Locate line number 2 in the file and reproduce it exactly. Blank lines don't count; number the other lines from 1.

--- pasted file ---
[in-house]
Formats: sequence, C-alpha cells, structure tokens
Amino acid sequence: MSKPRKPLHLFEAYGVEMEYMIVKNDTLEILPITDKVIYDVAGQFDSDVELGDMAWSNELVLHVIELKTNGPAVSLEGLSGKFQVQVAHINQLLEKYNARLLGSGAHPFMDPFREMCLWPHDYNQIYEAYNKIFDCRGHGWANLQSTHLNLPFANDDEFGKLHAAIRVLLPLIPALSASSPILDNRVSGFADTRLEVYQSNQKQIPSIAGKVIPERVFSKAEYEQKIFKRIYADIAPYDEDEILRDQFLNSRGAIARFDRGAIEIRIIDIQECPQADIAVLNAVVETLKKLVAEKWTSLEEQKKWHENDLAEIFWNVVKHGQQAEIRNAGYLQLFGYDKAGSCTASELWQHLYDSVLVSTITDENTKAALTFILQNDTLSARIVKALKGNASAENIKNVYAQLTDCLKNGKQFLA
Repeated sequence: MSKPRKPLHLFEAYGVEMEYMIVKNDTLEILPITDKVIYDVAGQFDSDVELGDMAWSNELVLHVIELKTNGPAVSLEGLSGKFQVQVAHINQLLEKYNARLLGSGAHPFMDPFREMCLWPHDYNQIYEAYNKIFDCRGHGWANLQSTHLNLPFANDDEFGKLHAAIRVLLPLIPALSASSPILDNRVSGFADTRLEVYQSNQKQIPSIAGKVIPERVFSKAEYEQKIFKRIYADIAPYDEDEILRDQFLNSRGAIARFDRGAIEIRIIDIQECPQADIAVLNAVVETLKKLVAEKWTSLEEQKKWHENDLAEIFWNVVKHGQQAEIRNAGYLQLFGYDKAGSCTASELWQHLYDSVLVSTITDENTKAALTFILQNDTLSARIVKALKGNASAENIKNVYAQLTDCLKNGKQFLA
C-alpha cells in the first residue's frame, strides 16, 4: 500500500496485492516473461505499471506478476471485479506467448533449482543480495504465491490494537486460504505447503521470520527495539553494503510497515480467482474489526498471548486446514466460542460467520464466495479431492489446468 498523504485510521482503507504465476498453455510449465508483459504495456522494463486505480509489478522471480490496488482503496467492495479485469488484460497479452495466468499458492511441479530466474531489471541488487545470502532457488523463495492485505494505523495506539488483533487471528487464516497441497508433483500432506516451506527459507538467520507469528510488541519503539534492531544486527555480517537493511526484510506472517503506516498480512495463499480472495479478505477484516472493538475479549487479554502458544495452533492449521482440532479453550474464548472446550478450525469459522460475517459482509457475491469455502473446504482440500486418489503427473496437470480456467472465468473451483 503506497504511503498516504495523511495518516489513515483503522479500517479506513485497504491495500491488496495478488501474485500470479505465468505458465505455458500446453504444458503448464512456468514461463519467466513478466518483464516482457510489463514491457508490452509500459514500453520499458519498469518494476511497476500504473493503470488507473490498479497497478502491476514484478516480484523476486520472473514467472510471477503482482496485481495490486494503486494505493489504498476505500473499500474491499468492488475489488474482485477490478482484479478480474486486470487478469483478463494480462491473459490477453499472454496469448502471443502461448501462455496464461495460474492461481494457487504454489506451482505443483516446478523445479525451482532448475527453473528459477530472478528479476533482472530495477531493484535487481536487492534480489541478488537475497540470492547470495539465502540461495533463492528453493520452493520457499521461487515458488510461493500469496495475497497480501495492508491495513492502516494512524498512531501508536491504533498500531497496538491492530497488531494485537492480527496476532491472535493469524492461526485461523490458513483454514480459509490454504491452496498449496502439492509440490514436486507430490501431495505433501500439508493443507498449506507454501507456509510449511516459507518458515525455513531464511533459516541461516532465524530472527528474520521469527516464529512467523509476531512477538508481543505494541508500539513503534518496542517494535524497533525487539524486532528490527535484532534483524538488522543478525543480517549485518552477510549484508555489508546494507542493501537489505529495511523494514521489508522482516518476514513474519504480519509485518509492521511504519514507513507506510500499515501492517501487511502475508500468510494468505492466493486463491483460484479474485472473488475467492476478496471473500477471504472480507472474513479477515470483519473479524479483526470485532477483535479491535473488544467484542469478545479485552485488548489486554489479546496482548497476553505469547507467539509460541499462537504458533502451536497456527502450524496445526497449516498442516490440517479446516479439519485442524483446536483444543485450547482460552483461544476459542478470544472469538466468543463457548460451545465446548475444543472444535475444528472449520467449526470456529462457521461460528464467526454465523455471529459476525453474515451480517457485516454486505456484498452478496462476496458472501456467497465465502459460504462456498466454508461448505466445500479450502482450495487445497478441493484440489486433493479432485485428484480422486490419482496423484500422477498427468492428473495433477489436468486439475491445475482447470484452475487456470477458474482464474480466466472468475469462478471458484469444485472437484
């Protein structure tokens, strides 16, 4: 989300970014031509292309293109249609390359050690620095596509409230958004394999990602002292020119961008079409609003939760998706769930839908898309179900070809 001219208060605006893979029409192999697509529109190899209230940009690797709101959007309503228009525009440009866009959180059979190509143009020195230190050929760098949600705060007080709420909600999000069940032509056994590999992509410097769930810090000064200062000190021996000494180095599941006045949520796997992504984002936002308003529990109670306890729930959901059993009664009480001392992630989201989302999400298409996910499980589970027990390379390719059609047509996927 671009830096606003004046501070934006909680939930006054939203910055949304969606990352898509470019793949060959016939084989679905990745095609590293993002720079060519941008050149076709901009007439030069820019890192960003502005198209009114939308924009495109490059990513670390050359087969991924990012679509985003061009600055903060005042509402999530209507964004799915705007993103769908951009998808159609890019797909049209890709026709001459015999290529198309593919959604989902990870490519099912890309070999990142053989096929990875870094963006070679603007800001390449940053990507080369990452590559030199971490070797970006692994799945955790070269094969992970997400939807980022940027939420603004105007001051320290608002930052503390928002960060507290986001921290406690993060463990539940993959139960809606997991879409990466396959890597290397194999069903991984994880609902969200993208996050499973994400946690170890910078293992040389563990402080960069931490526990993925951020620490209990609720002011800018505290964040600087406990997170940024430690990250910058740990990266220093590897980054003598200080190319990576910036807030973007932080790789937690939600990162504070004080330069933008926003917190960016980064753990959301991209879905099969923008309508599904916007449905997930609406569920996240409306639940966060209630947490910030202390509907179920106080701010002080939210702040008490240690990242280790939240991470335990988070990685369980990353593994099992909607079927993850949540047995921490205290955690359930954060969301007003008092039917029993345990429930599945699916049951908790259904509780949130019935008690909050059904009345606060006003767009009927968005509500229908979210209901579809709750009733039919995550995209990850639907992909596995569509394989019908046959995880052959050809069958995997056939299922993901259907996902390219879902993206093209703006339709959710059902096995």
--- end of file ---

Formats: sequence, C-alpha cells, structure tokens